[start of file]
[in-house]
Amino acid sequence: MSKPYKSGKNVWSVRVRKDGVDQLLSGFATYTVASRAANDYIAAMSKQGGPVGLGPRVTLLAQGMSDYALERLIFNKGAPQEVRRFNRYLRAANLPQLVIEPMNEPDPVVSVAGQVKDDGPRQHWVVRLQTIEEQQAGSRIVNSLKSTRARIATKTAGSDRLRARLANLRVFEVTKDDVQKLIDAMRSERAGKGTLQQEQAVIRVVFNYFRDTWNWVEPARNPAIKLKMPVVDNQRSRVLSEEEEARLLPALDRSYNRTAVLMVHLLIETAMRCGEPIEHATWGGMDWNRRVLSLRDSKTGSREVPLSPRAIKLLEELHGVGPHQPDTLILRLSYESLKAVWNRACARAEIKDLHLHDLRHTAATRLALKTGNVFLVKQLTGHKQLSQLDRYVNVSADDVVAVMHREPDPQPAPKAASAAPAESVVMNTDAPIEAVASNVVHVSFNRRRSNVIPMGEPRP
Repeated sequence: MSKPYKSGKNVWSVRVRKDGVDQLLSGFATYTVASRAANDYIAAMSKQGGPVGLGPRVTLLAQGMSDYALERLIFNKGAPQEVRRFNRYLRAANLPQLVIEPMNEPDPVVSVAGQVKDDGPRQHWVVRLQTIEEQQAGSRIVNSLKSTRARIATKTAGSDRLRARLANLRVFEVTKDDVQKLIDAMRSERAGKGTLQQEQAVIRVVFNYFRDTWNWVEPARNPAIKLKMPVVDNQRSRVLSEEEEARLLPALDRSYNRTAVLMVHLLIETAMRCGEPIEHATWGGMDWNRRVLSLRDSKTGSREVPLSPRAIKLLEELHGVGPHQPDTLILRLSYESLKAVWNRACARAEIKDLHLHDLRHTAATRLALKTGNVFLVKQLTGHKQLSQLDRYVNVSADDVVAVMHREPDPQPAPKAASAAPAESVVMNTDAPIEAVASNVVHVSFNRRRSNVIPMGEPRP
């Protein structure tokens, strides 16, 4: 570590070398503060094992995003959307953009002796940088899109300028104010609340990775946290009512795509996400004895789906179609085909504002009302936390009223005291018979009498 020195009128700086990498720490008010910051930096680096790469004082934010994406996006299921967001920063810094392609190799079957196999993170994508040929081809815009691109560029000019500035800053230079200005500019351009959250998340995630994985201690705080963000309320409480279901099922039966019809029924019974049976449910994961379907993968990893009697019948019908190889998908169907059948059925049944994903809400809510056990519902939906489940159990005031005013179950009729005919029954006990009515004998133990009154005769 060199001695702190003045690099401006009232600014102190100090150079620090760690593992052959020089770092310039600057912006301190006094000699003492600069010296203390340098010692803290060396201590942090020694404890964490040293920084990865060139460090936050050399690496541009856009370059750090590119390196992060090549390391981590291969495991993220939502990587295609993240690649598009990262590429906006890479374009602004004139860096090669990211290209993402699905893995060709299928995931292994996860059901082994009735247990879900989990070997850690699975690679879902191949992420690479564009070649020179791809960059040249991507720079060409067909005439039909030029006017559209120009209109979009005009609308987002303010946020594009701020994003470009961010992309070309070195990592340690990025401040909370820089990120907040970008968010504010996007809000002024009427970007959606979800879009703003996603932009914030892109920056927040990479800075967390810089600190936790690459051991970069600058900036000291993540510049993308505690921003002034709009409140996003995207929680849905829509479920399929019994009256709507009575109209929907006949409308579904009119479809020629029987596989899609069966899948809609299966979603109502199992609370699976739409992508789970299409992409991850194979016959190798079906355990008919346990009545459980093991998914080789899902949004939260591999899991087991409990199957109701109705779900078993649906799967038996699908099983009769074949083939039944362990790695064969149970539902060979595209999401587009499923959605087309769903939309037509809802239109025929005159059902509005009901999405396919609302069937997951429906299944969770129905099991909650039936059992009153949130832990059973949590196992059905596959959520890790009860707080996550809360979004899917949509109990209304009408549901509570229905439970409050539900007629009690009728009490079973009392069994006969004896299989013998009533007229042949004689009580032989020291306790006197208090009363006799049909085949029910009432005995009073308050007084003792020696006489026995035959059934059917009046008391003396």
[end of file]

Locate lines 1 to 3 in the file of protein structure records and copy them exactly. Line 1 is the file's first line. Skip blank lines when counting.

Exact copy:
[in-house]
Amino acid sequence: MSKPYKSGKNVWSVRVRKDGVDQLLSGFATYTVASRAANDYIAAMSKQGGPVGLGPRVTLLAQGMSDYALERLIFNKGAPQEVRRFNRYLRAANLPQLVIEPMNEPDPVVSVAGQVKDDGPRQHWVVRLQTIEEQQAGSRIVNSLKSTRARIATKTAGSDRLRARLANLRVFEVTKDDVQKLIDAMRSERAGKGTLQQEQAVIRVVFNYFRDTWNWVEPARNPAIKLKMPVVDNQRSRVLSEEEEARLLPALDRSYNRTAVLMVHLLIETAMRCGEPIEHATWGGMDWNRRVLSLRDSKTGSREVPLSPRAIKLLEELHGVGPHQPDTLILRLSYESLKAVWNRACARAEIKDLHLHDLRHTAATRLALKTGNVFLVKQLTGHKQLSQLDRYVNVSADDVVAVMHREPDPQPAPKAASAAPAESVVMNTDAPIEAVASNVVHVSFNRRRSNVIPMGEPRP
Repeated sequence: MSKPYKSGKNVWSVRVRKDGVDQLLSGFATYTVASRAANDYIAAMSKQGGPVGLGPRVTLLAQGMSDYALERLIFNKGAPQEVRRFNRYLRAANLPQLVIEPMNEPDPVVSVAGQVKDDGPRQHWVVRLQTIEEQQAGSRIVNSLKSTRARIATKTAGSDRLRARLANLRVFEVTKDDVQKLIDAMRSERAGKGTLQQEQAVIRVVFNYFRDTWNWVEPARNPAIKLKMPVVDNQRSRVLSEEEEARLLPALDRSYNRTAVLMVHLLIETAMRCGEPIEHATWGGMDWNRRVLSLRDSKTGSREVPLSPRAIKLLEELHGVGPHQPDTLILRLSYESLKAVWNRACARAEIKDLHLHDLRHTAATRLALKTGNVFLVKQLTGHKQLSQLDRYVNVSADDVVAVMHREPDPQPAPKAASAAPAESVVMNTDAPIEAVASNVVHVSFNRRRSNVIPMGEPRP